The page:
MARTY HARTY - March 25, 1919 - August 12, 2017
On August 12, New England Auto Racing Hall of
Famer Marty Harty, 98, passed away in Dover, NH. Marty, an
old time peddler with an Olympian intellect, built top-shelf
race cars in the 1950s and ’60s. A true character among
characters, Marty remained highly popular in the racing
community right up until the end. It was an honor to speak
for him at his service last Sunday.
A few years back, a professor at Brandeis University
fell terminally ill. He decided to share his late-life
experience with a group of students. After he died, the
sessions were recorded in a touching, hugely popular book
called Tuesdays with Morrie.
Some years ago,
I was writing a book about the history of some New England
race tracks, and several folks told me of this character I
just had to meet. I called him, and we hooked up at a truck
stop off Interstate 95, and, by his second glass of Moxie,
it all started. Our conversation lasted 15 years. I was one
lucky guy. It was Miles with Marty.
Marty had in
spades that old-time peddler's habit of motion. We went
everywhere - to the auto races, to flea markets, to visit
his friends - how they loved him. We'd go get "my little
Arlene in her pretty red coat" and take her out to dinner,
or we would just drive.
But it was not just the
motion of the road, it was the motion of the mind. He would
begin talking - and it was just spellbinding. He was the
brightest man I ever knew.
He'd go off in the cosmos
and discuss Einstein's theories. The next minute he might be
explaining the hidden meaning behind a sultry old Hank
There was nothing that did not
interest him. Do you know that for a coin to fall heads 50
times in a row, it would require one million people tossing
ten coins a minute for 40 hours a week - and it would occur
only one time in every nine centuries. I didn't.
he'd carry on, sitting small in that passenger seat, his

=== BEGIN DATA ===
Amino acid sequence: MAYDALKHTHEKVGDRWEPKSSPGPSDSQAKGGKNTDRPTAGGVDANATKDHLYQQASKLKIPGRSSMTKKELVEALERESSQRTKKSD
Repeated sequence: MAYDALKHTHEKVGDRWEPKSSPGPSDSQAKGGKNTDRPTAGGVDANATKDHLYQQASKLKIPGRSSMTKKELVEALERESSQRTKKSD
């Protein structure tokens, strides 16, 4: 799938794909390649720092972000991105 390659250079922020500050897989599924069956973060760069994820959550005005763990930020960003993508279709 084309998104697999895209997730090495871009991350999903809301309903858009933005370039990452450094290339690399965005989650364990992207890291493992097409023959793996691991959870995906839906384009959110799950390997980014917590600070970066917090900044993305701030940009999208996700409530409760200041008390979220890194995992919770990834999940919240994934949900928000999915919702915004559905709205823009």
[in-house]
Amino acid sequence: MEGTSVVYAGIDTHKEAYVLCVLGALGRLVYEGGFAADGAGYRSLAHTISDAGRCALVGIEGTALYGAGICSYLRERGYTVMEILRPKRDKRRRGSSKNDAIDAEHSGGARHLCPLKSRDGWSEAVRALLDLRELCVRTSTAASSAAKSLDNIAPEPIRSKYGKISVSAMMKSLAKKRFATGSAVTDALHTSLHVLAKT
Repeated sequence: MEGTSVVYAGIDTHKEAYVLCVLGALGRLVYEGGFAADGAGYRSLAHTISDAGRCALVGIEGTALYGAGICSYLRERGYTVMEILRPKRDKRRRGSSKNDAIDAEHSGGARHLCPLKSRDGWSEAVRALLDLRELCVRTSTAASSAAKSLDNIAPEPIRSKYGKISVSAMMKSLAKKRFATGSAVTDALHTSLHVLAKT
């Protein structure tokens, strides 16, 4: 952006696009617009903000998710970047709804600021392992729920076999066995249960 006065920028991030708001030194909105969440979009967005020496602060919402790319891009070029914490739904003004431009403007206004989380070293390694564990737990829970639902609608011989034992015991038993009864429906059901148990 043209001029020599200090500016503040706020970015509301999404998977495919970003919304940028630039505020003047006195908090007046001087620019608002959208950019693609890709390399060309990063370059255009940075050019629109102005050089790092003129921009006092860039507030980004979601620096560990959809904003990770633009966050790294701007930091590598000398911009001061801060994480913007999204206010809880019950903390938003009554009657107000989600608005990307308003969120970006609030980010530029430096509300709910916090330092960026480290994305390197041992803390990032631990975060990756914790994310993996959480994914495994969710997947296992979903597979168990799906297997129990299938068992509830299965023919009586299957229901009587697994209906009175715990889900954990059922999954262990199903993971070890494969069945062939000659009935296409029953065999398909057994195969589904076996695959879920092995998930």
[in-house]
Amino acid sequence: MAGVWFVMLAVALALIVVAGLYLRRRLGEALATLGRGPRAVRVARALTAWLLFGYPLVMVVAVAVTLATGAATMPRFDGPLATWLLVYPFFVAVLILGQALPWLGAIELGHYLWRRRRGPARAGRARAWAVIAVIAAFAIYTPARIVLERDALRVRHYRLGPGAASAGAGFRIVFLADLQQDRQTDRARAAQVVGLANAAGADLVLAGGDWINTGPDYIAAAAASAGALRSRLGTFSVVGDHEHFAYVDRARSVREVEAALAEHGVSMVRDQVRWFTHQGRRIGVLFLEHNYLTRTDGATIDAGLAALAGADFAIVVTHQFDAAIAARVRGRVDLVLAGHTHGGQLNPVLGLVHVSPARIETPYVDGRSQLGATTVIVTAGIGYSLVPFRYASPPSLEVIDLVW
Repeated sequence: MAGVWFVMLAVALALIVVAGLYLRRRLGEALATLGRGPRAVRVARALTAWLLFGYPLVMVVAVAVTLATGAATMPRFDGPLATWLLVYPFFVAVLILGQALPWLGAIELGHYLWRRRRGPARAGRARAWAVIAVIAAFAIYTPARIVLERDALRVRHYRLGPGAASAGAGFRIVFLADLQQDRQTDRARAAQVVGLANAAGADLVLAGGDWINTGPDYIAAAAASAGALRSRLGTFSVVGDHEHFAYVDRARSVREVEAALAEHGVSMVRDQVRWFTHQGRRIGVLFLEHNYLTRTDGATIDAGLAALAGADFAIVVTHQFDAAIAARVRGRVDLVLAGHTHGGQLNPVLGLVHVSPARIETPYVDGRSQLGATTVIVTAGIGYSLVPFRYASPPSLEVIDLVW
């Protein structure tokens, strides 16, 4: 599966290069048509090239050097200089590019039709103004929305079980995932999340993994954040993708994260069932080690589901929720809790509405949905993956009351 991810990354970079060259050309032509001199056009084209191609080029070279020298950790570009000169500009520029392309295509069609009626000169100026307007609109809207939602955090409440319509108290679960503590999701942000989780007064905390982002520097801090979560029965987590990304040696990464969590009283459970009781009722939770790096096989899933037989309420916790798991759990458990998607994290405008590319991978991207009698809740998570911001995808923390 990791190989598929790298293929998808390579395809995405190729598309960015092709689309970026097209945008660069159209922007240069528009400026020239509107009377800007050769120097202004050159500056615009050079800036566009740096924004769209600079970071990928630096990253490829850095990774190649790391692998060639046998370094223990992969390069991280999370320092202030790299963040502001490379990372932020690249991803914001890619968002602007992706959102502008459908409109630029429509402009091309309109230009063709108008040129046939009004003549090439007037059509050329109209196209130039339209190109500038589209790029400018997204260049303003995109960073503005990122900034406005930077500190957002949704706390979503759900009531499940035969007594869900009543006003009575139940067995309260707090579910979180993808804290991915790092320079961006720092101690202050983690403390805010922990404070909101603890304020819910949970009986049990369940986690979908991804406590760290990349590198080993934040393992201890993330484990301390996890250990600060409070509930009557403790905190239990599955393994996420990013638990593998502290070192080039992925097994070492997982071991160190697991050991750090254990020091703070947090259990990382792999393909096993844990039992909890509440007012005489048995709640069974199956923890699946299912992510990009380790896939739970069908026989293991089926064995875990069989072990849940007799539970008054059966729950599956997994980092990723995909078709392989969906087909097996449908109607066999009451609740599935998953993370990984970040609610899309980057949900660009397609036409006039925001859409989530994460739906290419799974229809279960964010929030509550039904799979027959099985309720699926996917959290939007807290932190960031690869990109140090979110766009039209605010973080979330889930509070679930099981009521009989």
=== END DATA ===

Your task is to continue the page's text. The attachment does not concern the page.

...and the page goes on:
mind would open like a mansion. A smile would come across
the corners of his mouth, and his eyes would glisten.
Marty's professions - factory piece work, short-order
cooking, building race cars, and peddling - did not bring
huge returns, and, when he wasn't talking, he worked long
and hard. And, given that enormous intellect, he thought
little of people who don't do their part. His political
views, therefore, were often a mile to the right of Attila
the Hun. Marty rather famously suggested that we should call
up that Putin fellow over in Russia, rent some land from
him, and send over there all the American scoundrels, people
who don't pay their bills, and anyone who does not accept
responsibility. Sometimes his theorems were just plain
But they were always watered down by two
other traits. First, he was generous to a fault. He'd be the
first to pull out a hundred-dollar bill if he heard someone
was in trouble, even though he knew Arlene would be no happy
camper when he got home.
And he could always disarm
you with his delightful sense of humor. He was a wit. Race
cars or no race cars, he was so interested in the world
around him that when he drove somewhere, he was looking out
the window, maxing at about 20 miles an hour. When they
needed to get somewhere in a hurry, Arlene would take the
wheel. "My wife," he used to say, "has American Indian
blood. Her name means Lead Foot."
And, of course, he
had his funny people stories. He had an elaborate one about
Adam and Eve that I loved. In the end, he'd say, "...and
then Adam went back to the Garden, and Eve was just nowhere
to be found. She was AWOL. And we all know what that means -
Absent without Leaf."
I still chuckle about
the day that we went to the huge track in Loudon, New
Hampshire. One of the greatest, most respected, and even
feared of all American race car drivers is a tough-as-nails
guy from California named Parnelli Jones. Parnelli came east
to sign books for us, so I brought Marty over to meet him.
Most people genuflect. Marty's approach was different. He
looked Parnelli up and down and said, "You just don't look
all that special to me."
Marty told me that he and
his brother Tommy were racing to see which would be
America's oldest living veteran. When Tommy died so sadly,
it took something out of Marty. He began talking about
another kind of motion - "taking the great Westbound," as
hobos used to refer to death. He was soon in the nursing
home, Riverside. Each time I went to see him, he was fainter
and fainter, and he told me he would soon be there.
can't tell you how much I miss him. When it comes my time to
take that train ride, he'll be the first person I will look
If there is a heaven, there will be more Miles